I've had a somewhat hit and miss relationship with Daniel Clowes up to now. Some of his work seems to me rather self-indulgent (including the widely praised Ghost World and Like A Velvet Glove Cast in Iron), but I very much enjoyed both Ice Haven and David Boring.
I rate Caricature as another hit. It bills itself as "nine stories", but in fact they are more extended character studies than actual narratives. I love the way Clowes takes us into his characters' worlds, and at the same time using the graphic medium, we can get an idea of how other people are reacting to them. Most of his viewpoint characters are male, though there is one sequence, "Green Eyeliner" with a female lead (from which the frame here is taken).
Almost all of the stories involve either experiencing or reliving an unhappy and isolated adolescence, and this could get old rather quickly, but I think he rings the changes on the theme with enough diversity to keep you engaged.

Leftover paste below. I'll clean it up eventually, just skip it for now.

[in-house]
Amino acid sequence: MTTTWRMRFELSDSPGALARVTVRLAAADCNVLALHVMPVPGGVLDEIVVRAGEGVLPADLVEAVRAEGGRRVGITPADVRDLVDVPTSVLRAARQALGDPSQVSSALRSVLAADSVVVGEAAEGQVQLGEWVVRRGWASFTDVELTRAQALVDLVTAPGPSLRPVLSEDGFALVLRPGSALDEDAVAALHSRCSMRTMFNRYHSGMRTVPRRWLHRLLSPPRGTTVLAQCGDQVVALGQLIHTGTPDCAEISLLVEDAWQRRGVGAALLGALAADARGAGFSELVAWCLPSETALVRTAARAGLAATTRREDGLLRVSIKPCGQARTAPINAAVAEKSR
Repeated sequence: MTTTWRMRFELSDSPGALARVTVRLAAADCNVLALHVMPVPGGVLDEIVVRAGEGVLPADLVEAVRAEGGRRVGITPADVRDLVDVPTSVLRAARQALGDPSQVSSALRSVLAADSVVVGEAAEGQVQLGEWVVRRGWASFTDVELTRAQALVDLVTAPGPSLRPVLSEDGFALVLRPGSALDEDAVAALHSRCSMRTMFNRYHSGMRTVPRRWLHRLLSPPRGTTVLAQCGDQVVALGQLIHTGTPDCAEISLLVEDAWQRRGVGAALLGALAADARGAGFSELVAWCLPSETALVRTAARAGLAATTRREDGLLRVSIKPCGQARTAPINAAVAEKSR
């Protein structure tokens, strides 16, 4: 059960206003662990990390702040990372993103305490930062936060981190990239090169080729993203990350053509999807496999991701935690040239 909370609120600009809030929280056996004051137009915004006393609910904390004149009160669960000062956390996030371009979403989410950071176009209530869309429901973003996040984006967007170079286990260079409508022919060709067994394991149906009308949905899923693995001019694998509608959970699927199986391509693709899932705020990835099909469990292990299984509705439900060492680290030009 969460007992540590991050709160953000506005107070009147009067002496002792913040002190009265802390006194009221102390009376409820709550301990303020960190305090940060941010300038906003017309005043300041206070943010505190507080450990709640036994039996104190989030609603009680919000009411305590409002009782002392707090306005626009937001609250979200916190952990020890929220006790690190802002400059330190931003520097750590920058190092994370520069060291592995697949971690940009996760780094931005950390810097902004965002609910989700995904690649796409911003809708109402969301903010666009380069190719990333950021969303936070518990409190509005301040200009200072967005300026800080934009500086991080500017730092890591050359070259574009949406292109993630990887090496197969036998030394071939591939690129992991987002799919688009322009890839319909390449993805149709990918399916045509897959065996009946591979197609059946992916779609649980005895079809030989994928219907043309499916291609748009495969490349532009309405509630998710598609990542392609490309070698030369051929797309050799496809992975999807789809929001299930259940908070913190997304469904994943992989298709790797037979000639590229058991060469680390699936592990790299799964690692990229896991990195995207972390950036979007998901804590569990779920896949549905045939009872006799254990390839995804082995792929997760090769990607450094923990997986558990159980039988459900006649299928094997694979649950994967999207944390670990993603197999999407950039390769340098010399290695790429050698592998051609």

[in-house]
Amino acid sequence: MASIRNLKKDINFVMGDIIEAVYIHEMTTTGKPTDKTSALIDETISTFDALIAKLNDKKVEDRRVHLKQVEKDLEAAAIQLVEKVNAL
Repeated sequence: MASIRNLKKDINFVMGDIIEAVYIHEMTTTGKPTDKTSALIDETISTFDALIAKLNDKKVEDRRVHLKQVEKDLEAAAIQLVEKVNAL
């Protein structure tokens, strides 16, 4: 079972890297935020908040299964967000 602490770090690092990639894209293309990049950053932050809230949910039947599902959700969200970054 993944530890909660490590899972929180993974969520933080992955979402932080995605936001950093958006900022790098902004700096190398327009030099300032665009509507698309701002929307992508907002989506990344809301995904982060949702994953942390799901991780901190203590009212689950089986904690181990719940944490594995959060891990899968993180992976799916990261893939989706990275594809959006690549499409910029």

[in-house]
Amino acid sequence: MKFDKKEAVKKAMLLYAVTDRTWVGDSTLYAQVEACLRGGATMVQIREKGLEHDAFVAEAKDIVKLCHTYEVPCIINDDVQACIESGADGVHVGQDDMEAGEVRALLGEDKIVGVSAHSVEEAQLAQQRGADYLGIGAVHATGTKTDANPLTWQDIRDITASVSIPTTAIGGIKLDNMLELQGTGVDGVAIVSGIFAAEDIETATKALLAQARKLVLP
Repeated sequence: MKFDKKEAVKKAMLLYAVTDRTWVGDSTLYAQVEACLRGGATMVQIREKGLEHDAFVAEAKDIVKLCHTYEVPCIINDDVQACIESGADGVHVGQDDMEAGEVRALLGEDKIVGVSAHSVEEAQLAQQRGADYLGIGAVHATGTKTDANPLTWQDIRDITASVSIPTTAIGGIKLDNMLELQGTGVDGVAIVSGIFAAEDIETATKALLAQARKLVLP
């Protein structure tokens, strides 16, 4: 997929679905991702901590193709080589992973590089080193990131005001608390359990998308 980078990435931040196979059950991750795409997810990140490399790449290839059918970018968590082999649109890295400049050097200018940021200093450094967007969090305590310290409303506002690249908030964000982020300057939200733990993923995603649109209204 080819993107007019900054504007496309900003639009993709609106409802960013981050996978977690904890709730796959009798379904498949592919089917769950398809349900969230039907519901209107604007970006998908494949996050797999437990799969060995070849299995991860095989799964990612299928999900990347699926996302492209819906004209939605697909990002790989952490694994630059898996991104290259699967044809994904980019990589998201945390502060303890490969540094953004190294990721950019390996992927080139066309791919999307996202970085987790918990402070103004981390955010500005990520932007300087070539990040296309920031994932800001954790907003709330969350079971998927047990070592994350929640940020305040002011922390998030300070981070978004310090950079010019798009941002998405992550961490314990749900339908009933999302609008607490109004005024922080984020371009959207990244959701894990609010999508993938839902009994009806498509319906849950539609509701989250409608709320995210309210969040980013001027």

The one piece I found I had doubts about was the last, "Black Nylon", whose protagonist likes to dress up as a superhero; it wasn't obvious to me if he was a nutter in our world, where there are no costumed superheroes, or if he was a nutter in the standard comics setting where superheroes are a facet of daily life. I think it is probably the latter, in which case the piece jars with the naturalistic setting of the rest of the book. Playing such games with the reader is risky, but usually Clowes does pull it off, and the story (such as it is) often turns out to be about something different from what we first think it is going to be.
Top UnSuggestion for this book is, for once, another book that I own and have read: The Kite Runner, by Khaled Hosseini. I guess this reflects the very different genres of the two books - people who read comics about small-town life in America are unlikely to want to tackle emotionally gripping literary narratives of war and conflict in Asia. Yet there are strong points of similarity between the two, especially the observations about adolescent angst.